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DRPS : Course Catalogue : School of History, Classics and Archaeology : Economic and Social History

Undergraduate Course: Living Standards in Victorian and Edwardian Britain (ECSH10089)

Course Outline
SchoolSchool of History, Classics and Archaeology CollegeCollege of Humanities and Social Science
Course typeStandard AvailabilityAvailable to all students
Credit level (Normal year taken)SCQF Level 10 (Year 3 Undergraduate) Credits20
Home subject areaEconomic and Social History Other subject areaHistory
Course website None Taught in Gaelic?No
Course descriptionThis course examines working-class living standards in Victorian and Edwardian Britain. During this period, Britain was one of the world┐s richest nations. However, did its working classes benefit from the economic growth they helped to create? To answer this question, students will investigate a variety of topics, including employment, wages, the cost of living, poverty, housing, the urban environment, education, health, and mortality. Measures taken by individuals to cope with and avoid poverty and privation will be explored, from the careful management of household resources, to joining mutual-aid societies, to emigration. Students will also examine efforts by philanthropists and especially the state to improve working-class living standards, focussing particularly on the public health movement, housing policy, and the Liberal welfare reforms. Throughout, careful attention will be paid to change over time, and to differences in experience due to gender, age, status and locality. This course emerges from the course organiser's research on perceptions of emigration among working- and lower-middle-class Britons during the late-nineteenth and early-twentieth centuries.
Entry Requirements (not applicable to Visiting Students)
Pre-requisites Co-requisites
Prohibited Combinations Other requirements None
Additional Costs None
Information for Visiting Students
Pre-requisitesVisiting students should have at least 3 History courses at grade B or above (or be predicted to obtain this). We will only consider University/College level courses. Applicants should note that, as with other popular courses, meeting the minimum does NOT guarantee admission.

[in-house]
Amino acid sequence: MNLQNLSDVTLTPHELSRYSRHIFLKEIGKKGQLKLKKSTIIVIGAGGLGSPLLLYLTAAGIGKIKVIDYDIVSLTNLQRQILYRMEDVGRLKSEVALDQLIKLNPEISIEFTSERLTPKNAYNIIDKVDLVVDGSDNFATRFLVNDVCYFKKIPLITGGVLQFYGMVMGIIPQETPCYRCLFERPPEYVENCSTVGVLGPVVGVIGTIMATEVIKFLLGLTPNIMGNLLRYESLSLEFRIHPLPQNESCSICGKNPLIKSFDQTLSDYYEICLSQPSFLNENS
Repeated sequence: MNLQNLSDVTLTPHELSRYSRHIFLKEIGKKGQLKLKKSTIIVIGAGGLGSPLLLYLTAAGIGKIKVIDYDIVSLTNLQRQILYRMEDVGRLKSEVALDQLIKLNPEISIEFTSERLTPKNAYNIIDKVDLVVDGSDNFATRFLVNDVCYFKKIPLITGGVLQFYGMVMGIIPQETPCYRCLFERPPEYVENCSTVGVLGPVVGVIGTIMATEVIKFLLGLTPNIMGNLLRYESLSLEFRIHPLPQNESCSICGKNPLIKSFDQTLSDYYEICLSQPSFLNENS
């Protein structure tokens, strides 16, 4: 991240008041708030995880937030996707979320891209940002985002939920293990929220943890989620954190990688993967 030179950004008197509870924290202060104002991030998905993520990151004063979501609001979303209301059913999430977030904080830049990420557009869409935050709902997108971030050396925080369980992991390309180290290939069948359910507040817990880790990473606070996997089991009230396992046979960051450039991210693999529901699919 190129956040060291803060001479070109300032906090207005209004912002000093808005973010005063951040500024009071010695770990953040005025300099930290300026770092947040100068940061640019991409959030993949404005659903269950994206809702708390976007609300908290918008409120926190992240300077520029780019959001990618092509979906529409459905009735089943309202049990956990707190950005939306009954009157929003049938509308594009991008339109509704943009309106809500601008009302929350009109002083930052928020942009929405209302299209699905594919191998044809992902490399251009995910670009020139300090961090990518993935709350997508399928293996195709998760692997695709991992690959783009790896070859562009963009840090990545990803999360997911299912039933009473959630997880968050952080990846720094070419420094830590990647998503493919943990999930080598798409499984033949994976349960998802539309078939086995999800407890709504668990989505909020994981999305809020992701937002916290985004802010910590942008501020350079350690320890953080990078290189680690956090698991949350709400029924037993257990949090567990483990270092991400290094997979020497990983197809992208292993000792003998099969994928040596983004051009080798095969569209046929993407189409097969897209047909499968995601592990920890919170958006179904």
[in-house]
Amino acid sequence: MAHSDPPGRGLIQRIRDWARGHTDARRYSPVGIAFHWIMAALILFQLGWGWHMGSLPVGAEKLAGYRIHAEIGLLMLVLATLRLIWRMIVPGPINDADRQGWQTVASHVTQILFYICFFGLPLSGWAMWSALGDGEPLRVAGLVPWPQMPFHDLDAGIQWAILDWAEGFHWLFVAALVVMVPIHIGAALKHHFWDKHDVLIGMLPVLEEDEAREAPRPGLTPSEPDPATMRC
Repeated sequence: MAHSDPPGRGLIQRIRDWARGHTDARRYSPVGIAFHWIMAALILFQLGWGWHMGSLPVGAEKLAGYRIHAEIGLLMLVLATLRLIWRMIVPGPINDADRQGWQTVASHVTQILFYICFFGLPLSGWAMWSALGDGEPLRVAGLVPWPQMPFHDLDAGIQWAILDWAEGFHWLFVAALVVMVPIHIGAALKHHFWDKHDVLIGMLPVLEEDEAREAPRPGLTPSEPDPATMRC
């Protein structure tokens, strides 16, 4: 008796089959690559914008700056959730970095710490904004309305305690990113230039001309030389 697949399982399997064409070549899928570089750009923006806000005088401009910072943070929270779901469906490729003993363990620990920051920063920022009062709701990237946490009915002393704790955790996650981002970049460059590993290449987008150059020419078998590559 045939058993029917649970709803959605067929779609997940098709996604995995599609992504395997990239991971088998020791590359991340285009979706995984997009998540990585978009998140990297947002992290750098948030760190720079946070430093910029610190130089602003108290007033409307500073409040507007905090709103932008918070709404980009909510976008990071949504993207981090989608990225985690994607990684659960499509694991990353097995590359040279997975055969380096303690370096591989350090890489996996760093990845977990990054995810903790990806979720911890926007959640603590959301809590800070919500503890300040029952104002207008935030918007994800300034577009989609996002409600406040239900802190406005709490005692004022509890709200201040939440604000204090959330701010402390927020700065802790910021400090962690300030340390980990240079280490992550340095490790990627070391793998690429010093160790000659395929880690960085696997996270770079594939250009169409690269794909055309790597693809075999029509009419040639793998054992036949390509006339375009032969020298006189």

** as numbers are limited, visiting students should contact the Visiting Student Office directly for admission to this course **
Displayed in Visiting Students Prospectus?Yes
Course Delivery Information
Delivery period: 2013/14 Semester 2, Available to all students (SV1) Learn enabled:  Yes Quota:  24
Web Timetable Web Timetable
Course Start Date 13/01/2014
Breakdown of Learning and Teaching activities (Further Info) Total Hours: 200 ( Seminar/Tutorial Hours 22, Summative Assessment Hours 2, Programme Level Learning and Teaching Hours 4, Directed Learning and Independent Learning Hours 172 )
Additional Notes
Breakdown of Assessment Methods (Further Info) Written Exam 40 %, Coursework 35 %, Practical Exam 25 %
Exam Information
Exam Diet Paper Name Hours & Minutes
Main Exam Diet S2 (April/May)2:00
Summary of Intended Learning Outcomes
By the end of the course, students should be able to:
- evaluate working-class living standards in Victorian and Edwardian Britain in terms of the following factors: employment, wages, the cost of living, poverty, housing, the urban environment, education, health and mortality
- explain how and why working-class living standards changed over time
- describe measures taken by individuals to cope with and avoid poverty and privation
- assess the influence of gender, age, status and locality on working-class living standards
- critically and contextually analyse both primary and secondary sources
- find and select primary and secondary sources for use in writing essays
- communicate effectively in discussions
- work collaboratively with others in a small group
Assessment Information
Exam: 40% (2 hours)
Essay: 35% (3000 words)
Annotated Bibliography (for the essay): 5%
Book Review: 10% (1000-1500 words)
Participation: 10%
Special Arrangements
Additional Information
Academic description Not entered
Syllabus 1. Introduction: Measuring Living Standards
2. Male Employment
3. Female Employment
4. Children: Home, Work and School
5. Wages and the Cost of Living
6. Families and Households: Survival Strategies
7. Poverty: Extent and Causes
8. Self-Help and Mutual Aid
9. Housing and the Urban Environment
10. Health and Mortality
11. Social Welfare: Philanthropy and the State
Transferable skills Students who take this course will acquire an enhanced ability to:
- conduct research, particularly using ICT
- critically analyse primary and secondary sources
- write essays which are clear, coherent, well-structured, and supported by relevant evidence
- communicate effectively in discussions
- work collaboratively with others in a small group
Reading list Not entered
Study Abroad Not entered
Study Pattern Not entered
KeywordsLiving Standards
Course organiserDr Amy Lloyd
Tel: (0131 6)50 4614
Course secretaryMrs Caroline Cullen
Tel: (0131 6)50 3781
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